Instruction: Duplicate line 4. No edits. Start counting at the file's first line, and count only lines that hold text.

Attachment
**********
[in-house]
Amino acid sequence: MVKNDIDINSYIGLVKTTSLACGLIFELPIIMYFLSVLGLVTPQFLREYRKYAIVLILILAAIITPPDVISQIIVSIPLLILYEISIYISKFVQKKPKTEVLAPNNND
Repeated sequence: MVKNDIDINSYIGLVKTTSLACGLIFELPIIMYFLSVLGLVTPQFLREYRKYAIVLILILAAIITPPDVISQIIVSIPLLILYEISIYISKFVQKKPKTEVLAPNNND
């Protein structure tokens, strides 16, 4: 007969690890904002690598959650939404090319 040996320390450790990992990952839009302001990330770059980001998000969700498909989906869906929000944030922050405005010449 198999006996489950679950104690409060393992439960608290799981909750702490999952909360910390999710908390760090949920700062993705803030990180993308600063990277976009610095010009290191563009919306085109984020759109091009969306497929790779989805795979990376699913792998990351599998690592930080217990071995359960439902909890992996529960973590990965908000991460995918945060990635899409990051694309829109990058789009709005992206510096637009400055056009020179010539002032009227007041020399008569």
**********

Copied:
């Protein structure tokens, strides 16, 4: 007969690890904002690598959650939404090319 040996320390450790990992990952839009302001990330770059980001998000969700498909989906869906929000944030922050405005010449 198999006996489950679950104690409060393992439960608290799981909750702490999952909360910390999710908390760090949920700062993705803030990180993308600063990277976009610095010009290191563009919306085109984020759109091009969306497929790779989805795979990376699913792998990351599998690592930080217990071995359960439902909890992996529960973590990965908000991460995918945060990635899409990051694309829109990058789009709005992206510096637009400055056009020179010539002032009227007041020399008569």